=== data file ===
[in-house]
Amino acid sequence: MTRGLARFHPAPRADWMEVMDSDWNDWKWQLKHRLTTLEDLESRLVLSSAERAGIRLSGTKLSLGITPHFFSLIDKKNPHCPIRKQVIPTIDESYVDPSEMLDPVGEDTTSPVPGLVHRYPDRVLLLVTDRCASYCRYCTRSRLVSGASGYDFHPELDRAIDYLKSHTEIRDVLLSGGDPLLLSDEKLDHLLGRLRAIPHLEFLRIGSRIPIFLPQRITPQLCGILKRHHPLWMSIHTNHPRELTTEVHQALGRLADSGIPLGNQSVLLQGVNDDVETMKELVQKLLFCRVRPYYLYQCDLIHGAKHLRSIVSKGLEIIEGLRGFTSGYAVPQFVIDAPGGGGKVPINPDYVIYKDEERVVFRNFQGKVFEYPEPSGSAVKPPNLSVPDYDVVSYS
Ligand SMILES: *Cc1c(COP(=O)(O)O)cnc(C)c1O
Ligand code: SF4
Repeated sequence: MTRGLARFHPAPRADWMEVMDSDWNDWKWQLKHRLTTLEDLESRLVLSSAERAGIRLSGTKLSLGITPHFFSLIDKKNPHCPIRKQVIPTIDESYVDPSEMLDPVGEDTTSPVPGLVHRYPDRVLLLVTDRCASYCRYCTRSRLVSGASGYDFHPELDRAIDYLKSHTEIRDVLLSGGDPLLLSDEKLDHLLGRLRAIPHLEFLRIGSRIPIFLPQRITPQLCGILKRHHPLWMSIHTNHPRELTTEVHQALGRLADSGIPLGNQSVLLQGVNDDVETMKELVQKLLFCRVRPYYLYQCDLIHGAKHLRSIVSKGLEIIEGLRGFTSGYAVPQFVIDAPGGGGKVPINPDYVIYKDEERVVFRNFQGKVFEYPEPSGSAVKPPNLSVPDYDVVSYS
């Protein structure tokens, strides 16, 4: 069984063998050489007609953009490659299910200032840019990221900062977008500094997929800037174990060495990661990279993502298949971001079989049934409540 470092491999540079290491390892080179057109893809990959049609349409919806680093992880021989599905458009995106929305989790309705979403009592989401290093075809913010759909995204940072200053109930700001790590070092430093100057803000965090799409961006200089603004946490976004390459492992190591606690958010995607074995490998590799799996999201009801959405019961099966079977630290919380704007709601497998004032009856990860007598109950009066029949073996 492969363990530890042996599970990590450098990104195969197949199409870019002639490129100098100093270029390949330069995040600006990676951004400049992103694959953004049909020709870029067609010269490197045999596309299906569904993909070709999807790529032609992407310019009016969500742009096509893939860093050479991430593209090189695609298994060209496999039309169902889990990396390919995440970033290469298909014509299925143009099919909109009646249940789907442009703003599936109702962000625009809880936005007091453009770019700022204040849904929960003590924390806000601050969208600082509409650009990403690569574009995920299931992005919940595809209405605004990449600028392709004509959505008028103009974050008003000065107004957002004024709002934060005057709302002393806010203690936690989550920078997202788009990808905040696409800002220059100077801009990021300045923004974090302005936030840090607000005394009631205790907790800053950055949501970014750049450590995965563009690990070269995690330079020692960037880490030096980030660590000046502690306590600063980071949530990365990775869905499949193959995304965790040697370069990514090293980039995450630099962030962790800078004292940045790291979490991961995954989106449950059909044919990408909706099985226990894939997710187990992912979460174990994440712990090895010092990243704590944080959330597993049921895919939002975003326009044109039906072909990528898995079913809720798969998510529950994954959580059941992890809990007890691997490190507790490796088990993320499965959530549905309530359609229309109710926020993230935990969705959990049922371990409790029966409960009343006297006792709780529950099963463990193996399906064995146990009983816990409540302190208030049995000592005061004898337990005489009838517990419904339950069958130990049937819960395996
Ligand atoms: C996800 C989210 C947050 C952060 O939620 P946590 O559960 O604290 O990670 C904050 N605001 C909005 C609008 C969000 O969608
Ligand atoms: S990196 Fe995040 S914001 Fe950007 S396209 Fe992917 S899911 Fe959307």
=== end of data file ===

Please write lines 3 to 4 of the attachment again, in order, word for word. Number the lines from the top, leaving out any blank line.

Ligand SMILES: *Cc1c(COP(=O)(O)O)cnc(C)c1O
Ligand code: SF4